N Srinivas

Malla Reddy Institute of Pharmaceutical Sciences, India

Title: Indian clinical trials: The unaddressed challenges of regulatory amendments


N Srinivas has completed his Masters in Pharmaceutics from Birla Institute of Technology, Ranchi and PhD from JNTUH. He is the Principal of Malla Reddy Institute of Pharmaceutical Sciences, Hyderabad, and possess a blend of industrial and teaching experience. He published more than 35 papers in international journals and has experience in training students in clinical research.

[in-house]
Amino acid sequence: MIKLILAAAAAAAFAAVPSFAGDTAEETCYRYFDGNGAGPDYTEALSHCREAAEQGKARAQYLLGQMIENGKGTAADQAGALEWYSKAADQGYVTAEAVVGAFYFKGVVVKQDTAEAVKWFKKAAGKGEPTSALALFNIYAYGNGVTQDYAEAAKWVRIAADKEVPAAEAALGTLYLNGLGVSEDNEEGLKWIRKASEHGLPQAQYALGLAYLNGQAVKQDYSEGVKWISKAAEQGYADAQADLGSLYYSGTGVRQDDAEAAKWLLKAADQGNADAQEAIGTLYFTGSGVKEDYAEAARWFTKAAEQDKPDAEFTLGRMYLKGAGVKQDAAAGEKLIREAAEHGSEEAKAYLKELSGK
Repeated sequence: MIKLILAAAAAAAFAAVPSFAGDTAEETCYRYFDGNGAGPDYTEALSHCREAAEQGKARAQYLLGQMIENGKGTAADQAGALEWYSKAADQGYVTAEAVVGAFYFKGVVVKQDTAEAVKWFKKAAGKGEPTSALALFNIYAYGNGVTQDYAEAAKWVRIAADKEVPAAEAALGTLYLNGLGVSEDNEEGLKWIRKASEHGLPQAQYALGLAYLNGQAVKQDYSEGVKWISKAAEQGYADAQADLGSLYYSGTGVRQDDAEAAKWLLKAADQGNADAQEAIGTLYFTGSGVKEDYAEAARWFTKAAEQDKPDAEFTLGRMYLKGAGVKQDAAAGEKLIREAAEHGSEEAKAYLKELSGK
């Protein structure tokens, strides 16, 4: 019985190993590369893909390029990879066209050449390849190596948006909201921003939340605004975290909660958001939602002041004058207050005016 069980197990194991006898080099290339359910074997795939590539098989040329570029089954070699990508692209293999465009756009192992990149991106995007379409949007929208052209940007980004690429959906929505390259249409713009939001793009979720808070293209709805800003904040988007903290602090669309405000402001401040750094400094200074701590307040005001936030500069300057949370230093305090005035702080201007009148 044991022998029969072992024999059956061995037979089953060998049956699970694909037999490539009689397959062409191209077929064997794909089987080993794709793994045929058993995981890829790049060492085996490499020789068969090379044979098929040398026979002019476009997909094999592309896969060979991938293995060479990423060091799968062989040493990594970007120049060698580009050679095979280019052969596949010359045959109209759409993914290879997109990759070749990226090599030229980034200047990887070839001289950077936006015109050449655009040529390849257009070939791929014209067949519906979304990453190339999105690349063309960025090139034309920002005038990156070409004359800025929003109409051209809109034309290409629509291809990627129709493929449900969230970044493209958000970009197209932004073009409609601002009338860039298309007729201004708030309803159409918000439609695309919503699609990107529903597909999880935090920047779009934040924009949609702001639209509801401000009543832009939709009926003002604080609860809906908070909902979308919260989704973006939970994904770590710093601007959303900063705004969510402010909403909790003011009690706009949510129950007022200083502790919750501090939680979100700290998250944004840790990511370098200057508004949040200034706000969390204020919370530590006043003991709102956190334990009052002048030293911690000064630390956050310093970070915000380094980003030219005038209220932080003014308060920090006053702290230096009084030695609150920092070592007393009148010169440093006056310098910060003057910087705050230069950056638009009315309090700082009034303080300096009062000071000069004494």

Today, the clinical trial industry in India is undergoing turmoil due to stringent regulatory scenario and is likely to face further decline because of delay/decreased clinical trial approvals. India was considered as one of the hubs for conducting major global trials and the business was projected to experience a boom across the country. According to the research firm Frost and Sullivan, the CTs business in India is estimated to grow to USD 1 billion by 2016 and these business projections of clinical trial sector are far reaching as it is experiencing huge losses in revenues. This avoidable situation is the result of stringent regulatory amendments and nonadherence to the timelines of regulatory approvals. The schedule Y amendments in past few years were long overdue, very much needed and is much welcomed after years of well-documented ethical lapses in good clinical practices of different kinds. The amendments have brought in several good changes such as requirement of EC/ CRO registration, GCP Compliance and other related quality changes. Although the DCGI has brought stringent regulations creating a scenario similar or stricter than few regulated countries, there are still several lacunas which would have been avoided if done in consultation with the stakeholders such as sponsors, CROs, academia, ethics committees, regulators and public. There are several challenges that the sponsor companies are facing which are diverting them to conduct their trials in countries like China and Taiwan. These include issues of compensation for “any injury” during CTs due to failure of investigational product to provide the intended therapeutic effect and use of placebo in a placebo controlled trial. The contentious issues include medical coverage and compensation for any type of injury whether it is related or not and lack of clarity for how long and how much compensation need to be provided which will be decided by the regulatory authority and ECs on a case by case basis. The arbitrary time lines for reporting by investigators, sponsor, IEC which are much stricter than what is provided the international guidelines such as ICH-GCP. In fact, industry experts are of opinion that conducting trials in developed regions like US, European Union and Canada will be cheaper in the long run owing to the expertise and speedy clearances. There is an urgent requirement for readdressing some of the amendments to uphold scientific research and development that will be beneficial to society. This would help to bring back Indian clinical trial industry to the highest global ethical standards.

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